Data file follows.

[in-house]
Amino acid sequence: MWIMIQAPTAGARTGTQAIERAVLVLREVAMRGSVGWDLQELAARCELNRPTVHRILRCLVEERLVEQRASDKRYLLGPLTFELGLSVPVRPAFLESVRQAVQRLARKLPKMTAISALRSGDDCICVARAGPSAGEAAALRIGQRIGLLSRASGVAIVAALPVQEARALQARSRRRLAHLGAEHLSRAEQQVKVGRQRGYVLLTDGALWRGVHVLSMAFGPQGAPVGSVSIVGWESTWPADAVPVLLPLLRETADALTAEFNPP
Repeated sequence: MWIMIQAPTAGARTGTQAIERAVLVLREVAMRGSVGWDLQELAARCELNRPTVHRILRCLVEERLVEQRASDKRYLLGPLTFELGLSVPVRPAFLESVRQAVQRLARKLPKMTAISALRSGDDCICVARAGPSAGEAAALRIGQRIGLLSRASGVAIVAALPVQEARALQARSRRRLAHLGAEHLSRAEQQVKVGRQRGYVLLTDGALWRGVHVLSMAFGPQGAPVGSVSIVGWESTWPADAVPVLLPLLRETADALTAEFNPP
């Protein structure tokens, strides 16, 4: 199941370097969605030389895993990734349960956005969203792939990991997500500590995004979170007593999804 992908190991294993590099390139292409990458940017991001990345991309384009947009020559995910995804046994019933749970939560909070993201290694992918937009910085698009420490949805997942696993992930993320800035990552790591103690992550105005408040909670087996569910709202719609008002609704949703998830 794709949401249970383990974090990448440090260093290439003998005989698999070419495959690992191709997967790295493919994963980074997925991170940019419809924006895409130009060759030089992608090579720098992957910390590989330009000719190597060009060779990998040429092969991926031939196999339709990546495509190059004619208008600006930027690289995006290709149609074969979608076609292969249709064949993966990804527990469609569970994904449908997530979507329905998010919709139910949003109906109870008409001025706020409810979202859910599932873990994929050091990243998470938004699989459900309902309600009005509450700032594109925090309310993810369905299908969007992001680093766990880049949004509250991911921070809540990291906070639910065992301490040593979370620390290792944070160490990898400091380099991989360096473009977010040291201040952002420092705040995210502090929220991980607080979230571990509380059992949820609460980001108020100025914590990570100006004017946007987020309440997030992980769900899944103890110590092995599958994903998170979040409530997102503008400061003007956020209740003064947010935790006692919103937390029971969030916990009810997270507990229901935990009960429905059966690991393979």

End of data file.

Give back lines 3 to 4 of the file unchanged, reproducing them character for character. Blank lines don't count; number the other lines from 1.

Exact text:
Repeated sequence: MWIMIQAPTAGARTGTQAIERAVLVLREVAMRGSVGWDLQELAARCELNRPTVHRILRCLVEERLVEQRASDKRYLLGPLTFELGLSVPVRPAFLESVRQAVQRLARKLPKMTAISALRSGDDCICVARAGPSAGEAAALRIGQRIGLLSRASGVAIVAALPVQEARALQARSRRRLAHLGAEHLSRAEQQVKVGRQRGYVLLTDGALWRGVHVLSMAFGPQGAPVGSVSIVGWESTWPADAVPVLLPLLRETADALTAEFNPP
């Protein structure tokens, strides 16, 4: 199941370097969605030389895993990734349960956005969203792939990991997500500590995004979170007593999804 992908190991294993590099390139292409990458940017991001990345991309384009947009020559995910995804046994019933749970939560909070993201290694992918937009910085698009420490949805997942696993992930993320800035990552790591103690992550105005408040909670087996569910709202719609008002609704949703998830 794709949401249970383990974090990448440090260093290439003998005989698999070419495959690992191709997967790295493919994963980074997925991170940019419809924006895409130009060759030089992608090579720098992957910390590989330009000719190597060009060779990998040429092969991926031939196999339709990546495509190059004619208008600006930027690289995006290709149609074969979608076609292969249709064949993966990804527990469609569970994904449908997530979507329905998010919709139910949003109906109870008409001025706020409810979202859910599932873990994929050091990243998470938004699989459900309902309600009005509450700032594109925090309310993810369905299908969007992001680093766990880049949004509250991911921070809540990291906070639910065992301490040593979370620390290792944070160490990898400091380099991989360096473009977010040291201040952002420092705040995210502090929220991980607080979230571990509380059992949820609460980001108020100025914590990570100006004017946007987020309440997030992980769900899944103890110590092995599958994903998170979040409530997102503008400061003007956020209740003064947010935790006692919103937390029971969030916990009810997270507990229901935990009960429905059966690991393979």